SINGAPORE - Talks between transport operator SMRT and the National Transport Workers' Union (NTWU) have concluded, resulting in improvements to worker welfare, including higher starting salaries from March 1 and extended re-employment contracts for retired workers.
Starting salaries of graduate engineers will be raised by up to $350 or 10 per cent.
Engineers with "good honours degrees" can get starting salaries of up to $3,800 per month, SMRT, which has a 11,000-strong workforce, announced the changes on Saturday (Feb 24).
Polytechnic graduates will have an increase of $200 in their starting salaries, drawing a basic pay of $2,400 per month, while those with Higher National Institute of Technical Education Certificates will draw a basic pay of $1,900 per month, up by $225.
As for retired workers, they can be re-employed for a longer period of time.
Currently, there are re-employed based on yearly contracts, up to the age of 67.
The new changes mean that those who retire at 62 can sign five-year re-employment contracts up to the age of 67.
Selected experienced staff will also be re-skilled and redeployed to areas where their experience and knowledge can be put to good use, such as in quality control, inspection, and safety, and as trainers.
SMRT has also introduced performance excellence incentives to boost team efficiency and productivity, including introducing a Rail Excellence Team-based Award last month.
Work teams that meet team performance targets can earn up to $250 per employee per quarter under the award scheme.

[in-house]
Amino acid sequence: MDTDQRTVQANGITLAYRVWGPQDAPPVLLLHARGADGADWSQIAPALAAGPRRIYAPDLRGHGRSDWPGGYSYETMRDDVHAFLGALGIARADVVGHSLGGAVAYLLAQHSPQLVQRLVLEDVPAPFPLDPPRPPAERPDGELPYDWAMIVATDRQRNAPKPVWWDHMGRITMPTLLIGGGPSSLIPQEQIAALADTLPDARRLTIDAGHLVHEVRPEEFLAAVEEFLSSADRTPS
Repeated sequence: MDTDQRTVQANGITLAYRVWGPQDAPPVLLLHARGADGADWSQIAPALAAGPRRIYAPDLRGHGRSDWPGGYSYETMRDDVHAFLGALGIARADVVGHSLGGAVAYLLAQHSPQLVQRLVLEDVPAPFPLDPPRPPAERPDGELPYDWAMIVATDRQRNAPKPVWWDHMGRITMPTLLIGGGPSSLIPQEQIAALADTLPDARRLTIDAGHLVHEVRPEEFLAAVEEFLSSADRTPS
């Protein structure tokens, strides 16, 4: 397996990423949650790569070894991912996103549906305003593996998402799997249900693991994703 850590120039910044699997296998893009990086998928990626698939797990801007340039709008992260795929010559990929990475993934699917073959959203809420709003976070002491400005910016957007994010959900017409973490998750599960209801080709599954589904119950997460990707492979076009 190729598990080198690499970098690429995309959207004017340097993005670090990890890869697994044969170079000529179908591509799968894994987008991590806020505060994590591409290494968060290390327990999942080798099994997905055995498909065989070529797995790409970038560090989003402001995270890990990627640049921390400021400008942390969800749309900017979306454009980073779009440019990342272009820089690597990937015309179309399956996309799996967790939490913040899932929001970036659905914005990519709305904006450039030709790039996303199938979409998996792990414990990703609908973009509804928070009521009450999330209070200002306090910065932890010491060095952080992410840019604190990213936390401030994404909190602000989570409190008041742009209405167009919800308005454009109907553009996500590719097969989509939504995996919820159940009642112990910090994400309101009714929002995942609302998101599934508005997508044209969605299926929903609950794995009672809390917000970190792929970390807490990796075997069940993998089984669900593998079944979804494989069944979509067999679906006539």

These changes come as SMRT aims to recruit up to 2,500 more employees over the next three to five years.
This includes hiring 200 more engineers for its current MRT lines and the Thomson East Coast Line, which will open in phases from next year.
The new employees will increase SMRT trains' headcount by 45 per cent and boost the number of SMRT rail engineers by 40 per cent.
NTWU executive secretary Melvin Yong said the improvements made by SMRT "are a step forward in ensuring that the employment terms and conditions of our rail and bus workers in SMRT remain competitive".
"Moving ahead, NTWU and SMRT will continue to work closely to ensure that the rail and bus workers in SMRT are well-equipped with the right skills and knowledge to take on future and higher-value jobs," he said. "Just as we have done so in the past, NTWU looks forward to co-creating initiatives with SMRT to operationalise the Land Transport Industry Transformation Map and to manage the workforce transformation together."